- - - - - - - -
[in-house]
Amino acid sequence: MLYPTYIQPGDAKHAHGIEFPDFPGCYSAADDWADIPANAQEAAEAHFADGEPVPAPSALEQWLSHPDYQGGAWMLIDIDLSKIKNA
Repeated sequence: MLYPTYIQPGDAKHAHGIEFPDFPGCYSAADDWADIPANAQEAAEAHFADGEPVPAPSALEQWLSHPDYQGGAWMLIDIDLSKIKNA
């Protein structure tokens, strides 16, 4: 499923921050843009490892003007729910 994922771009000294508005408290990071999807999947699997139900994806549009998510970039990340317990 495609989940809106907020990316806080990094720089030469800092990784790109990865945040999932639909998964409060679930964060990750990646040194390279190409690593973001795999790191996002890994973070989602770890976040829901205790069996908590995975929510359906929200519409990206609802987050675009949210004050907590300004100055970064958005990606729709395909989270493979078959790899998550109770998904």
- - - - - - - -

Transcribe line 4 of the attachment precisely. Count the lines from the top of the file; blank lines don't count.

């Protein structure tokens, strides 16, 4: 499923921050843009490892003007729910 994922771009000294508005408290990071999807999947699997139900994806549009998510970039990340317990 495609989940809106907020990316806080990094720089030469800092990784790109990865945040999932639909998964409060679930964060990750990646040194390279190409690593973001795999790191996002890994973070989602770890976040829901205790069996908590995975929510359906929200519409990206609802987050675009949210004050907590300004100055970064958005990606729709395909989270493979078959790899998550109770998904």